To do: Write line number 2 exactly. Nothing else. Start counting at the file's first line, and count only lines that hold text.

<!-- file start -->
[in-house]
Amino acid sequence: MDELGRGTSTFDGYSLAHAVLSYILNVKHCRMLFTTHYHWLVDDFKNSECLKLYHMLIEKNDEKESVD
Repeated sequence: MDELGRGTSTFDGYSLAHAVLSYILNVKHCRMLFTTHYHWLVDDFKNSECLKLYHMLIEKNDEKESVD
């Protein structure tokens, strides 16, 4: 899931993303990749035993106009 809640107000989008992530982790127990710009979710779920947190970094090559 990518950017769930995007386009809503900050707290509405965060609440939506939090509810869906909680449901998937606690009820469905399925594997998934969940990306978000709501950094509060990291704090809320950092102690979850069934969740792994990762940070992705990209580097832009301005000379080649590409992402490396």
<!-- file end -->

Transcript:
Amino acid sequence: MDELGRGTSTFDGYSLAHAVLSYILNVKHCRMLFTTHYHWLVDDFKNSECLKLYHMLIEKNDEKESVD